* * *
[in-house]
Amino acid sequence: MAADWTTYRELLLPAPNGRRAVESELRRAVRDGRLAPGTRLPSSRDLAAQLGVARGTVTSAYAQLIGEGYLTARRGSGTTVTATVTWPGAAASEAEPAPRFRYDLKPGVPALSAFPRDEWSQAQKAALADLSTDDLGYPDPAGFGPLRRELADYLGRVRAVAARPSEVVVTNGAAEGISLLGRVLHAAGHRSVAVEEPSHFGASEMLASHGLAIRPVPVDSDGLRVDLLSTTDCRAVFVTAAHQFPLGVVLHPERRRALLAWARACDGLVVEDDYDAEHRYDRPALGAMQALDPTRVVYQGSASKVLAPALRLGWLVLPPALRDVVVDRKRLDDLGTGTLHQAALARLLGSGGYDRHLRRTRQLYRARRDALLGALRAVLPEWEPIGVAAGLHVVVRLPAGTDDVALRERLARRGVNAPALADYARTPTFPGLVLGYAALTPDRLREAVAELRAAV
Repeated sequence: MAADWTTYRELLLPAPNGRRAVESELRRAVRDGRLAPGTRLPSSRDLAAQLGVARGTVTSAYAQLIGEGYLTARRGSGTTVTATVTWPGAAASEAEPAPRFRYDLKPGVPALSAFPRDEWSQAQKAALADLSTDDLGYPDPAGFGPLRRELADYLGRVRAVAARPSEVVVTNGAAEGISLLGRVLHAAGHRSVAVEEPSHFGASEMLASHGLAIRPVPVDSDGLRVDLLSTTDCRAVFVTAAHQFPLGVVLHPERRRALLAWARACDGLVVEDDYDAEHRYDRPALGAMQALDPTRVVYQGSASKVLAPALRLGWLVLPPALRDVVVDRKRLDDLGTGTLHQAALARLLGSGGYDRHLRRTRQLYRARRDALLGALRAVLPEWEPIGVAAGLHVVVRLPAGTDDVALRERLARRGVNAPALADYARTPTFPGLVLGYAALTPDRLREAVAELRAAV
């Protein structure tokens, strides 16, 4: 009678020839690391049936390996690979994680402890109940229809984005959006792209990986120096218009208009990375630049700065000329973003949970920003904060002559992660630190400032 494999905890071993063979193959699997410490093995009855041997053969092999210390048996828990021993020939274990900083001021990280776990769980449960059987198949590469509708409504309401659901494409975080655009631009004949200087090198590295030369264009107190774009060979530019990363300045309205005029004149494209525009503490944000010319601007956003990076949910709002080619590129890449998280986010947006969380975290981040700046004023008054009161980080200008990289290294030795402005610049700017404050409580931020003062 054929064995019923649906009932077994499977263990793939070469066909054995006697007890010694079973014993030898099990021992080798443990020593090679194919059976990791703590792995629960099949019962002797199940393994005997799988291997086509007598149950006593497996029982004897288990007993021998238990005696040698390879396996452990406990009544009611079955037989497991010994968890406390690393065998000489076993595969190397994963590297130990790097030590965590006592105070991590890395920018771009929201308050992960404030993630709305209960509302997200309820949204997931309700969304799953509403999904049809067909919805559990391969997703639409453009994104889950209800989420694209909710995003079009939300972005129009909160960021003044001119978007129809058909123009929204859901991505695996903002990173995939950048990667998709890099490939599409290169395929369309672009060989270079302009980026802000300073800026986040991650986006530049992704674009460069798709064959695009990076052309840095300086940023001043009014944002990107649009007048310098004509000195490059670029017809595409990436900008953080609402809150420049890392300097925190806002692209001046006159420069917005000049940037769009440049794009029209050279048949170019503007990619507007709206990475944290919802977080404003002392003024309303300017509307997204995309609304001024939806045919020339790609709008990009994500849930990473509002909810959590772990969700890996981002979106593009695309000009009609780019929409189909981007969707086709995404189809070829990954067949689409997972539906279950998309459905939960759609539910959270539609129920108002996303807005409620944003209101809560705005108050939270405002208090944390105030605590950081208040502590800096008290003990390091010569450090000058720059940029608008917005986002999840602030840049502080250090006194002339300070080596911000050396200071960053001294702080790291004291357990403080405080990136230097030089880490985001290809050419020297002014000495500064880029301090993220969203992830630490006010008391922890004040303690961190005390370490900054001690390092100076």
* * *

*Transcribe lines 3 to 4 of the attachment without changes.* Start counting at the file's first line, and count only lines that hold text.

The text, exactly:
Repeated sequence: MAADWTTYRELLLPAPNGRRAVESELRRAVRDGRLAPGTRLPSSRDLAAQLGVARGTVTSAYAQLIGEGYLTARRGSGTTVTATVTWPGAAASEAEPAPRFRYDLKPGVPALSAFPRDEWSQAQKAALADLSTDDLGYPDPAGFGPLRRELADYLGRVRAVAARPSEVVVTNGAAEGISLLGRVLHAAGHRSVAVEEPSHFGASEMLASHGLAIRPVPVDSDGLRVDLLSTTDCRAVFVTAAHQFPLGVVLHPERRRALLAWARACDGLVVEDDYDAEHRYDRPALGAMQALDPTRVVYQGSASKVLAPALRLGWLVLPPALRDVVVDRKRLDDLGTGTLHQAALARLLGSGGYDRHLRRTRQLYRARRDALLGALRAVLPEWEPIGVAAGLHVVVRLPAGTDDVALRERLARRGVNAPALADYARTPTFPGLVLGYAALTPDRLREAVAELRAAV
């Protein structure tokens, strides 16, 4: 009678020839690391049936390996690979994680402890109940229809984005959006792209990986120096218009208009990375630049700065000329973003949970920003904060002559992660630190400032 494999905890071993063979193959699997410490093995009855041997053969092999210390048996828990021993020939274990900083001021990280776990769980449960059987198949590469509708409504309401659901494409975080655009631009004949200087090198590295030369264009107190774009060979530019990363300045309205005029004149494209525009503490944000010319601007956003990076949910709002080619590129890449998280986010947006969380975290981040700046004023008054009161980080200008990289290294030795402005610049700017404050409580931020003062 054929064995019923649906009932077994499977263990793939070469066909054995006697007890010694079973014993030898099990021992080798443990020593090679194919059976990791703590792995629960099949019962002797199940393994005997799988291997086509007598149950006593497996029982004897288990007993021998238990005696040698390879396996452990406990009544009611079955037989497991010994968890406390690393065998000489076993595969190397994963590297130990790097030590965590006592105070991590890395920018771009929201308050992960404030993630709305209960509302997200309820949204997931309700969304799953509403999904049809067909919805559990391969997703639409453009994104889950209800989420694209909710995003079009939300972005129009909160960021003044001119978007129809058909123009929204859901991505695996903002990173995939950048990667998709890099490939599409290169395929369309672009060989270079302009980026802000300073800026986040991650986006530049992704674009460069798709064959695009990076052309840095300086940023001043009014944002990107649009007048310098004509000195490059670029017809595409990436900008953080609402809150420049890392300097925190806002692209001046006159420069917005000049940037769009440049794009029209050279048949170019503007990619507007709206990475944290919802977080404003002392003024309303300017509307997204995309609304001024939806045919020339790609709008990009994500849930990473509002909810959590772990969700890996981002979106593009695309000009009609780019929409189909981007969707086709995404189809070829990954067949689409997972539906279950998309459905939960759609539910959270539609129920108002996303807005409620944003209101809560705005108050939270405002208090944390105030605590950081208040502590800096008290003990390091010569450090000058720059940029608008917005986002999840602030840049502080250090006194002339300070080596911000050396200071960053001294702080790291004291357990403080405080990136230097030089880490985001290809050419020297002014000495500064880029301090993220969203992830630490006010008391922890004040303690961190005390370490900054001690390092100076």